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Mar 14, 2013 No Comments ›› Jake Hammer

Vice President Cheney didn’t threaten to kill Americans

obama-drone

Excerpted from POLITICO:

President Barack Obama’s defense to Democratic senators complaining about how little his administration has told Congress about the legal justifications for his drone policy: Dick Cheney was worse.

That’s part of what two senators in the room recounted of Obama’s response when, near the outset of his closed-door session with the Senate Democratic conference on Tuesday, Sen. Jay Rockefeller (D-W.Va.) confronted the president over the administration’s refusal for two years to show congressional intelligence committees Justice Department Office of Legal Counsel memos justifying the use of lethal force against American terror suspects abroad.

Obama recently allowed members of those panels to see the memos, but only after senators in both parties threatened to hold up the confirmation of John Brennan as Central Intelligence Agency director. Brennan was confirmed last week, but lawmakers not on one of the intelligence panels are still being denied access to the memos and several are steamed over being frozen out.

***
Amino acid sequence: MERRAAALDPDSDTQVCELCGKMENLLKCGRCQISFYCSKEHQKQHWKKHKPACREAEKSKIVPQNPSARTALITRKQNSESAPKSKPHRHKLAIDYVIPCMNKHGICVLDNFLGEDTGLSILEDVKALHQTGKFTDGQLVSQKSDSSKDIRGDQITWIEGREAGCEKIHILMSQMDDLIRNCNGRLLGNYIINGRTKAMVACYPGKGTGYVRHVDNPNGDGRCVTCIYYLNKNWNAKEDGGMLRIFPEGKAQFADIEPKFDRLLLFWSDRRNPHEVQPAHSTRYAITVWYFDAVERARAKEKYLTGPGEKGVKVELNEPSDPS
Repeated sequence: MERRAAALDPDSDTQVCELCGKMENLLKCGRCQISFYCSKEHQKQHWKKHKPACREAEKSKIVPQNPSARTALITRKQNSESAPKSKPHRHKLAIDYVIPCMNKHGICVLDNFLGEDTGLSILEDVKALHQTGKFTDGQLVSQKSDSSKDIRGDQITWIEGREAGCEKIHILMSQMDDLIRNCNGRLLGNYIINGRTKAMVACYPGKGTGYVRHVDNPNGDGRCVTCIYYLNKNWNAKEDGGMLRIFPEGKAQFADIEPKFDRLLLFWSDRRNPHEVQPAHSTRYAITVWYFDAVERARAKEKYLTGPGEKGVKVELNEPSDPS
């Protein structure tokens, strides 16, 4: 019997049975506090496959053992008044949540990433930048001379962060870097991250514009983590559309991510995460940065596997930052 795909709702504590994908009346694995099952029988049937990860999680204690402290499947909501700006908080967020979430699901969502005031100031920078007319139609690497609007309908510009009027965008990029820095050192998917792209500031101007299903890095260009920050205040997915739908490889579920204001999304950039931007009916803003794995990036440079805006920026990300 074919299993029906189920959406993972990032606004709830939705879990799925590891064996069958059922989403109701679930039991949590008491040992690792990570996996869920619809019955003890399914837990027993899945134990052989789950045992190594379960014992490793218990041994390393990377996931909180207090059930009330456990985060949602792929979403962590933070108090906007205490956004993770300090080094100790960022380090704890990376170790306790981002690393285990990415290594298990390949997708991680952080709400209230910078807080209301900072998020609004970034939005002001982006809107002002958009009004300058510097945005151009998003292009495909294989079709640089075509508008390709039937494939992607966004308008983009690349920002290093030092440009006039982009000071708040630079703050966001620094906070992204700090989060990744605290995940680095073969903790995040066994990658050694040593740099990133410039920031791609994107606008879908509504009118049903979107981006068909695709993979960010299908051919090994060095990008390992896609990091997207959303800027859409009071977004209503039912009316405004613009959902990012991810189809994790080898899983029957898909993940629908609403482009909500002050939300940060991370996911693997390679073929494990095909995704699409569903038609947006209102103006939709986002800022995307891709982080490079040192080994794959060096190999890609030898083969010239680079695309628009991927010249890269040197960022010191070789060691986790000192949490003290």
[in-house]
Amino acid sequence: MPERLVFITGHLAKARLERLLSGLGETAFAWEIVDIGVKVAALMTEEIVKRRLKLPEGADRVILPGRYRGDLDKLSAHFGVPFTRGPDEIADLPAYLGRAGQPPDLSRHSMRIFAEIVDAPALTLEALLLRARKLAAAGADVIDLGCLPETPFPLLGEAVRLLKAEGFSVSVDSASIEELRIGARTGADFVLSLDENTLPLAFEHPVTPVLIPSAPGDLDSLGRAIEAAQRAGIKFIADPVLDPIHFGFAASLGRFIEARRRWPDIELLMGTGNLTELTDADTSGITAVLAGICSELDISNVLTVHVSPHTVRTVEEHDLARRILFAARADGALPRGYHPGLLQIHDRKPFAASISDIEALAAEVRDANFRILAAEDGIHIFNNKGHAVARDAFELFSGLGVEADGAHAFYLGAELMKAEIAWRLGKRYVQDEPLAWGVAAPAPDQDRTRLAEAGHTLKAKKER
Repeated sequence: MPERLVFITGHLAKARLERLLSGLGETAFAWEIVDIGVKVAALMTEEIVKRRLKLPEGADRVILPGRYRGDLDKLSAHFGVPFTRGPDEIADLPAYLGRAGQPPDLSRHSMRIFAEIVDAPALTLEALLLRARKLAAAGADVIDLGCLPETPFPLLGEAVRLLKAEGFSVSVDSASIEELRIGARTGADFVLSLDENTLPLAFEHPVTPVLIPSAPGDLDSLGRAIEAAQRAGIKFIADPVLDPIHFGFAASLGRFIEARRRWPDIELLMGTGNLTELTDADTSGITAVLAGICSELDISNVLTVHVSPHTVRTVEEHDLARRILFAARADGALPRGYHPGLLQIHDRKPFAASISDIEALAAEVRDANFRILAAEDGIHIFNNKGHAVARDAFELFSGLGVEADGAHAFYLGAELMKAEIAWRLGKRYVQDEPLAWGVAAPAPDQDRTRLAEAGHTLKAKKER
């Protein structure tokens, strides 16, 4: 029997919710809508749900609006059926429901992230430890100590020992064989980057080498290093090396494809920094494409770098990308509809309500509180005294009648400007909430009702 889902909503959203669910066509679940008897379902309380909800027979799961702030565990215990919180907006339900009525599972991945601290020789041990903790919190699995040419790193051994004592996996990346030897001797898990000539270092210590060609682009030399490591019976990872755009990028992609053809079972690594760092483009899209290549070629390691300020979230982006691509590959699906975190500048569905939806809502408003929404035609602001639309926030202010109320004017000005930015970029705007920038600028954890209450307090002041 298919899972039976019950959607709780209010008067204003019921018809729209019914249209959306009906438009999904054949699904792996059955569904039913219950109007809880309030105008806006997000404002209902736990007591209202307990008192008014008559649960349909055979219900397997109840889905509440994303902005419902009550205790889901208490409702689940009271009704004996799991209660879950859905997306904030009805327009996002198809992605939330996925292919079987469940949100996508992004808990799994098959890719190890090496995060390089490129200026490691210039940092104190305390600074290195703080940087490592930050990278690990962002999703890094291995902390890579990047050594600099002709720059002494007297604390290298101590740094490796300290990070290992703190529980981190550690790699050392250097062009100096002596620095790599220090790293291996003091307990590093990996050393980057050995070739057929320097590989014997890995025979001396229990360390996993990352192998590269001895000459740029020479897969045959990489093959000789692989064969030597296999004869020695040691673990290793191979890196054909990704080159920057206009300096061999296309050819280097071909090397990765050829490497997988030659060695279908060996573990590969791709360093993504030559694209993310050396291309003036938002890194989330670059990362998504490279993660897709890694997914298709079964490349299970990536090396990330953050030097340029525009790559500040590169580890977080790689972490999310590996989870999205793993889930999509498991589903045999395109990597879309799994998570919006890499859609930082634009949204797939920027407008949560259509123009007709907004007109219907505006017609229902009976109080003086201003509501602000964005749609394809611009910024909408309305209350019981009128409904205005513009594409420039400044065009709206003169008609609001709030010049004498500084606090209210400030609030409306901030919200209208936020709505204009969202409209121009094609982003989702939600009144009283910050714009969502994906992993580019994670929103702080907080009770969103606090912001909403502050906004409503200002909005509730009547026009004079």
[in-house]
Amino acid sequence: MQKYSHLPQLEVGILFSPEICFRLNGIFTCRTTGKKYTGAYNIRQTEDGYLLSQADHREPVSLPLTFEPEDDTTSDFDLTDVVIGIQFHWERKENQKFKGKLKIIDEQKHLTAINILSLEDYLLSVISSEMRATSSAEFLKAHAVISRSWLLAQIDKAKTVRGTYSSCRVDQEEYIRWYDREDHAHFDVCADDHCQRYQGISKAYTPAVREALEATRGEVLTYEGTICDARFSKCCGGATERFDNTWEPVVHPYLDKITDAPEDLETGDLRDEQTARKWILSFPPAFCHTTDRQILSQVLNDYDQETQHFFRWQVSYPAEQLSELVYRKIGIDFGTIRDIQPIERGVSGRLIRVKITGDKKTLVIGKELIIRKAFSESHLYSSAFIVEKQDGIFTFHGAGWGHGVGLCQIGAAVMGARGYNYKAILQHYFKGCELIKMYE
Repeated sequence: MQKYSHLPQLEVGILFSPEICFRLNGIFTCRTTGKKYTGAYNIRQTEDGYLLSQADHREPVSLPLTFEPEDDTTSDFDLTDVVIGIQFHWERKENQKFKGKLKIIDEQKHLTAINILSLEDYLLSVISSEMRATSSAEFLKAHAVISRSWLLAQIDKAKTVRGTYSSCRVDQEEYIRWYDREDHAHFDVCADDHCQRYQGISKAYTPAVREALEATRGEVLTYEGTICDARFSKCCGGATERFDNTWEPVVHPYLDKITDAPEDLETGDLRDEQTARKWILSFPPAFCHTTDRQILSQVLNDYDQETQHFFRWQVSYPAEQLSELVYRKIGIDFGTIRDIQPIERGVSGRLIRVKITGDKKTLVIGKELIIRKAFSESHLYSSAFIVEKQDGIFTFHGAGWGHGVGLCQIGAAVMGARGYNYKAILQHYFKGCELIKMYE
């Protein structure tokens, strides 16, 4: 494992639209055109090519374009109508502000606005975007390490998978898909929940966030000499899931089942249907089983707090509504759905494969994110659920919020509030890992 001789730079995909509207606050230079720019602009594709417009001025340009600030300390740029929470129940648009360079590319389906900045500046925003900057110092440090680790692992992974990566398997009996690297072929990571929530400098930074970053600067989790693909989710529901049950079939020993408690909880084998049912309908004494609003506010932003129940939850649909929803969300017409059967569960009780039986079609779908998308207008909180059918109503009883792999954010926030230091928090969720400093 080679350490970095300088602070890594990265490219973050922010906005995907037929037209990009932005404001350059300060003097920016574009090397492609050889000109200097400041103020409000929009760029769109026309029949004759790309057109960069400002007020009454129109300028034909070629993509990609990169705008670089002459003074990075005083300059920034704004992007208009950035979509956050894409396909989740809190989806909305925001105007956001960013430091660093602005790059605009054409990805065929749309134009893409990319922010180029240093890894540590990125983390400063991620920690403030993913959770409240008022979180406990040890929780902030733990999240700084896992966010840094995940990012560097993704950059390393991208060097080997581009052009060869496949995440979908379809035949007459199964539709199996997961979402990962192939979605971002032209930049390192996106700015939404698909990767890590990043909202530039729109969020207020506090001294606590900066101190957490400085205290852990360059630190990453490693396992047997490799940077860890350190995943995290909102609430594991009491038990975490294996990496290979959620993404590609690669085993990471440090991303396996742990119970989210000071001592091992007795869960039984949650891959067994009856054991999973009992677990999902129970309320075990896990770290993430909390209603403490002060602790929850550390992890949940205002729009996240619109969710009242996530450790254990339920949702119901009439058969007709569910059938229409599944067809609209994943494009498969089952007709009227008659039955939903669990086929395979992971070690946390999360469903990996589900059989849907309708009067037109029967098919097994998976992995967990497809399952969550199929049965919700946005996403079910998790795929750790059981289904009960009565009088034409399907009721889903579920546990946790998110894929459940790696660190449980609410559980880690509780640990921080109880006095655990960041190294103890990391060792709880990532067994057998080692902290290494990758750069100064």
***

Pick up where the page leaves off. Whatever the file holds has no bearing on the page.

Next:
In response to Rockefeller’s critique, Obama said he’s not involved in drafting such memos, the senators told POLITICO. He also tried to assure his former colleagues that his administration is more open to oversight than that of President George W. Bush, whom many Democratic senators attacked for secrecy and for expanding executive power in the national security realm.

“This is not Dick Cheney we’re talking about here,” he said, according to Democratic senators who asked not to be named discussing the private meeting.

Two Obama administration officials, who asked not to be named, confirmed Rockefeller raised the drone oversight issue with the president at the session. The White House had no comment on Obama’s alleged reference to the former vice president.

While Obama defended his handling of the issue, he told his former Senate colleagues he understood their concerns about being left out of the loop on such sensitive decisions, senators said. The president noted that he would have “probably objected” over the White House’s handling of this issue if he were still a senator, they said. But, according to the sources, he noted his viewpoint changed now that he occupies the Oval Office — not a room in a Senate office building.

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